Note: The education section is still under construction and not yet finalized.
Previous Theory of Leader Growth
For many years it was believed that lightning initiates as a leader of charge that grows out of a main charge region of the same polarity. If you visualize a water balloon filled with water representing negative charge, poking a hole in the water balloon would allow a narrow stream of water (a negative leader) to flow. This leader of negative charge would flow to the ground, and upon contact with the oppositely charged ground, drain this charge downward in the form of a return stroke. Following the return stroke, there would be less negative charge in the main charge region. The figures below visually show this concept.
Current Understanding of Leader Growth
In 1960, Heinz Kasemir proposed that lightning develops as a bidirectional leader with a positive and negative end and zero net charge along the leader [Kasemir, 1960]. This revolutionary theory was highly opposed until the late 1980s when analysis of data from aircraft lightning strikes showed that lightning did in fact initiate as a bidirectional/bipolar leader from the aircraft [Fischer et al., 1985; Mazur, 1989a, 1989b; Laroche et al., 1991]. Development of 3-dimensional lightning mapping technology in the early 2000s [Krehbiel et al., 2000] showed that lightning initiates between thunderstorm charge regions and bidirectional leaders propagate into charge regions of opposite polarity. Specifically, lightning initiates and grows as a bidirectional leader with the positive end propagating toward and into a negative charge region and the negative end propagating toward and into a positive charge region [Krehbiel et al., 2008]. More recently high-speed cameras have recorded the initiation and development of bidirectional lightning leaders outside of storms near previously formed lightning channels [Montanyà et al., 2015 and Warner et al., 2016]. Analysis of these videos clearly show the initiation, bidirectional development and identifiably different behavior exhibited by the positive and negative ends of the leaders.
The high-speed video below shows a rare example of bidirectional leader development near a previously formed positive leader channel. The negative end of the new bipolar leader connects with the positive channel forming a new positive leader branch.
Even though scientists now know that naturally-occurring lightning is bidirectional leader with opposite polarity ends, one of the fundamental questions of how these leaders start is still not fully understood. The question of how lightning initiates is still unclear because the measured electric fields inside thunderstorms are not high enough to cause spontaneous ionization (breakdown) of the ambient air. Therefore, some other mechanism is likely contributing to the initiation. Two of the leading theories are:
- Enhancement of the electric field locally due to the shape and/or possibly concentration and arrangement of hydrometeors in a strong electric field. The local enhancement of the electric field may allow for spontaneous breakdown of the ambient air thus initiating the leader.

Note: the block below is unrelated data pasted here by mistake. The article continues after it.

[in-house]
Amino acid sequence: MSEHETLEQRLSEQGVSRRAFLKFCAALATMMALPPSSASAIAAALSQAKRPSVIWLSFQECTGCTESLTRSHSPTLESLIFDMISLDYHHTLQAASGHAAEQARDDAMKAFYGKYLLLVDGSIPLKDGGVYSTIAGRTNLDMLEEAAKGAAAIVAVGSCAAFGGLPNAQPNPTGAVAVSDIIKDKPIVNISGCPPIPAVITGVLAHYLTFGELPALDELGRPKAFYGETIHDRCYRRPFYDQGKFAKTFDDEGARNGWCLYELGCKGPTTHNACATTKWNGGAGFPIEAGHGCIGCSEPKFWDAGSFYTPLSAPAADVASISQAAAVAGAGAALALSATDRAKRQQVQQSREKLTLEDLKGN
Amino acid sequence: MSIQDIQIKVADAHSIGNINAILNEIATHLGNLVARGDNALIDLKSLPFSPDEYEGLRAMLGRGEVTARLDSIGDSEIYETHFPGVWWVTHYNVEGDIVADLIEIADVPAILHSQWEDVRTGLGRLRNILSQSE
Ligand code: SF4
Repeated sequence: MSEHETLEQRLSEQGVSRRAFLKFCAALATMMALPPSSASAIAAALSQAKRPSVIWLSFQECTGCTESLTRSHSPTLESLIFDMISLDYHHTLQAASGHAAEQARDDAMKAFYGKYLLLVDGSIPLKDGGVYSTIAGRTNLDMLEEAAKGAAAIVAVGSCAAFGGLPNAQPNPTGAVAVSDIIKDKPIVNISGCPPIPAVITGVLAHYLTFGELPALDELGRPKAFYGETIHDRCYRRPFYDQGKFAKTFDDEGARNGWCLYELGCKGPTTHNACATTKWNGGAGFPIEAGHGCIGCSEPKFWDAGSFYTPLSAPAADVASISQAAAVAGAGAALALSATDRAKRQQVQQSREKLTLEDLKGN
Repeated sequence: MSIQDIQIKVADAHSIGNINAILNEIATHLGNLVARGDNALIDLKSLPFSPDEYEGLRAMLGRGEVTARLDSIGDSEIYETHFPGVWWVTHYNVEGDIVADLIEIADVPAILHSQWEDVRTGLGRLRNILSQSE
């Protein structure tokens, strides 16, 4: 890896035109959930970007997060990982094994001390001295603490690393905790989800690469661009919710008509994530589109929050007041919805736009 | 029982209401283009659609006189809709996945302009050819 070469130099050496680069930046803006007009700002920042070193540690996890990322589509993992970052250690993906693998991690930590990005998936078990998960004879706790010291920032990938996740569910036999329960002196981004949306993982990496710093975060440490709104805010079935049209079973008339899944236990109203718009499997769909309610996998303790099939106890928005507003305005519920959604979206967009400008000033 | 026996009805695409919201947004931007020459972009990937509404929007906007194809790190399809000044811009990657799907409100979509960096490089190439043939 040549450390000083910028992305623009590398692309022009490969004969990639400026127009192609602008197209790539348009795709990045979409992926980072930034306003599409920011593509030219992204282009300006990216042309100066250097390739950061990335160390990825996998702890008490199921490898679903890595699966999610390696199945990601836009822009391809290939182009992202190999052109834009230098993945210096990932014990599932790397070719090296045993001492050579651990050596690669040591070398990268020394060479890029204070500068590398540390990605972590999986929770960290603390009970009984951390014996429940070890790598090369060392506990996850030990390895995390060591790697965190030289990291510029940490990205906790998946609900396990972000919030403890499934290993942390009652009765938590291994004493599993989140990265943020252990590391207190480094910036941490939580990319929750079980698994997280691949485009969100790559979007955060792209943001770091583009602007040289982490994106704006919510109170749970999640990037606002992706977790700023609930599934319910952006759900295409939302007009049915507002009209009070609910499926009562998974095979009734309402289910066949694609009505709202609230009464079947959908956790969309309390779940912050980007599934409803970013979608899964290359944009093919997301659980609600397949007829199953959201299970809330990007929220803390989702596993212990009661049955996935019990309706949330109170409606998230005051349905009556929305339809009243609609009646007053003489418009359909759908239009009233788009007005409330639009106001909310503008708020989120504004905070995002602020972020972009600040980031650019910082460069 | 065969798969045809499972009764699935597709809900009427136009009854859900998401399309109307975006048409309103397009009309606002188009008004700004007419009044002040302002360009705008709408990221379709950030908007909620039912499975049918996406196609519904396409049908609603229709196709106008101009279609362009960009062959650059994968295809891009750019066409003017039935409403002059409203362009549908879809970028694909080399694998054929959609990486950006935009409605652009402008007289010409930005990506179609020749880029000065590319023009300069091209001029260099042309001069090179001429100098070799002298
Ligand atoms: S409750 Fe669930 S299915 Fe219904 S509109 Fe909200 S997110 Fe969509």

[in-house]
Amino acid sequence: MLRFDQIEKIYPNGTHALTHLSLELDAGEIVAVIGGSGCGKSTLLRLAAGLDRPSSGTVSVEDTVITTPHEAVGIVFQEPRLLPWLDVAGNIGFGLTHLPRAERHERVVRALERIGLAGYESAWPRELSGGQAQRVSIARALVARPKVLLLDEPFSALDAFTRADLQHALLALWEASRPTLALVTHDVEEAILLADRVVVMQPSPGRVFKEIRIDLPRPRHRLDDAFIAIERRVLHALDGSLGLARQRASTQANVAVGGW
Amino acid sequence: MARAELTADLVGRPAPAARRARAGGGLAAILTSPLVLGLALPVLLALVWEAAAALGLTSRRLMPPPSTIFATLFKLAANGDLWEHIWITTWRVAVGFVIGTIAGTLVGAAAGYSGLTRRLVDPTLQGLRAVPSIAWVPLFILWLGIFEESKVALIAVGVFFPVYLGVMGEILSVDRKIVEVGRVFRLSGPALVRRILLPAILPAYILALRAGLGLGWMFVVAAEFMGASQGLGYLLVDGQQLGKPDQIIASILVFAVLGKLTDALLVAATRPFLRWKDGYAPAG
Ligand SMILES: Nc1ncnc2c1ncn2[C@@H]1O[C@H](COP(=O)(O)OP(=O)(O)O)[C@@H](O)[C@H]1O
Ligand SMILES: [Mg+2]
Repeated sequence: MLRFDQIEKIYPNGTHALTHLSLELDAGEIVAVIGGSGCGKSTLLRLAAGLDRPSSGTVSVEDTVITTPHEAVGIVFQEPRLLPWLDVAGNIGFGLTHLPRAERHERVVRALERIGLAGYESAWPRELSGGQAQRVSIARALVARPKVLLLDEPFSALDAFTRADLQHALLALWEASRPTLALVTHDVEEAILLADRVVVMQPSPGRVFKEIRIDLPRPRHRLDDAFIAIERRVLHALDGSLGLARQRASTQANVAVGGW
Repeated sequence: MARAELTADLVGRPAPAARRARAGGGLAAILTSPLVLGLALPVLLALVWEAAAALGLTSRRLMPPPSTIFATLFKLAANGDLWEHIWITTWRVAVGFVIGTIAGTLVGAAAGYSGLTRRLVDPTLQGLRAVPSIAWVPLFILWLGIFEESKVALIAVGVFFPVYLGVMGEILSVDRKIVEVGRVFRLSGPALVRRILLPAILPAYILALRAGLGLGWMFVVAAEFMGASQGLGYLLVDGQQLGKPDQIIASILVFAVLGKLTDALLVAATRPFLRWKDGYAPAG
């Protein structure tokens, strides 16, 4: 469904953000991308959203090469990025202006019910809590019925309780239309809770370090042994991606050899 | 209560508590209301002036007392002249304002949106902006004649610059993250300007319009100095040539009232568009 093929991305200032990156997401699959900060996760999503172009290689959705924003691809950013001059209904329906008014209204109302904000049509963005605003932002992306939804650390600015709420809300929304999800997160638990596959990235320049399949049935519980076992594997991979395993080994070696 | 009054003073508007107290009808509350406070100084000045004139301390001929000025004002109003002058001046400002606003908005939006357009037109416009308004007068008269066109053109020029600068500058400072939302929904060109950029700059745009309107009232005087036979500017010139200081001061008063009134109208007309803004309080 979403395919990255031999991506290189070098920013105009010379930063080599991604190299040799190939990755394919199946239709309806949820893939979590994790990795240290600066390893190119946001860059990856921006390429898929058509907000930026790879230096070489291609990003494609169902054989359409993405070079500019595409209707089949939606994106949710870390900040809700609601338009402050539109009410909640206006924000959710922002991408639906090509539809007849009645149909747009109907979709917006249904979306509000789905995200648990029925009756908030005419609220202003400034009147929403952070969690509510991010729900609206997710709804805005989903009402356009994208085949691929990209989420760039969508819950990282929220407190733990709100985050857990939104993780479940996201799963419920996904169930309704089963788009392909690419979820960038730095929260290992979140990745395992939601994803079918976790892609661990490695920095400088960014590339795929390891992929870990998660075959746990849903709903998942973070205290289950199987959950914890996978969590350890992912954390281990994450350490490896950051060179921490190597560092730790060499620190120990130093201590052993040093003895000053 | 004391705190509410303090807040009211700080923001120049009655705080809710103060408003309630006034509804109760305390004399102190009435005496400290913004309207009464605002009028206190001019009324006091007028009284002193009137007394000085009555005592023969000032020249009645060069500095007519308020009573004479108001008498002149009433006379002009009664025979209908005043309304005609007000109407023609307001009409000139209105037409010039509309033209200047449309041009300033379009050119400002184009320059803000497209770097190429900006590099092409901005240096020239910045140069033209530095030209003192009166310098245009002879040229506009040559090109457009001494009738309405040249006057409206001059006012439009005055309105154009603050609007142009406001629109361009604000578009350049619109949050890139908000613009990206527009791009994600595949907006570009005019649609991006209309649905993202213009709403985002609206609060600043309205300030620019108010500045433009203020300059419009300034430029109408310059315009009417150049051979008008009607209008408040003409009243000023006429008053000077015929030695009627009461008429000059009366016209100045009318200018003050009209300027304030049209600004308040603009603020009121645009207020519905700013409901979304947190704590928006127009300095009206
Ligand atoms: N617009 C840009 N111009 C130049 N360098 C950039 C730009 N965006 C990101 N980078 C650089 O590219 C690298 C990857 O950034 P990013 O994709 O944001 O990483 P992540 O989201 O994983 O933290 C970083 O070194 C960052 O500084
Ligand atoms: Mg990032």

- Initial ionization of the air due to cosmic rays, which starts the breakdown and leader formation.
Measuring the electric field, specifically at the initiation point of a lightning flash is very challenging and visually observing it is nearly impossible since it usually occurs inside the storm cloud. What we do know now is shown graphically below.
With the knowledge that lightning is bidirectional, we will next explain the different behavior exhibited by each polarity and the types of lightning flashes that take place due to this development.
Fischer, B. D., P. W. Brown and J. A. Plumer (1985) Research in lightning swept stroke attachment patterns and flight conditions with the NASA F-106B airplane, paper presented at the International Aerospeace and Ground Conference Lightning and Static Electricity, Paris, France.
Krehbiel, P. R., R. J. Thomas, W. Rison, T. Hamlin, J. Harlin, and M. Davis, Lightning mapping observations in central Oklahoma (2000), Eos Trans. AGU, 81, 21-25.
Krehbiel, P. R., J. A. Riousset, V. P. Pasko, R. J. Thomas, W. Rison, M. A. Stanley and H. E. Edens (2008), Upward electrical discharges from thunderstorms, Nature Geoscience, 1(4), 233-237, doi:10.1038/ngeo162
Laroche, P., V. Idone, A. Eybert-Berard, and L. Barret (1991) Observations of bidirectional leader development in a triggered lightning flash. NASA Conf. Publ. 3106, I, 35.
Mazur, V. (1989a), Triggered lightning strikes to aircraft and natural intracloud discharges, J. Geophys. Res., 94(D3), 3311-3325.
Mazur, V. (1989b), A physical model of lightning initiation on aircraft in thunderstorms, J. Geophys. Res., 94(D3), 3326–3340.
Montanyà, J., O. van der Velde and E. R. Williams (2015) The start of lightning: Evidence of bidirectional lightning initiation, Nature, Scientific Reports, 5:15180, doi: 10.1038/srep15180.
Warner, T. A., M. M. F. Saba, C. Schumann, J. H. Helsdon Jr., and R. E. Orville (2016), Observations of bidirectional lightning leader initiation and development near positive leader channels, J. Geophys. Res. Atmos., 121, doi:10.1002/2016JD025365.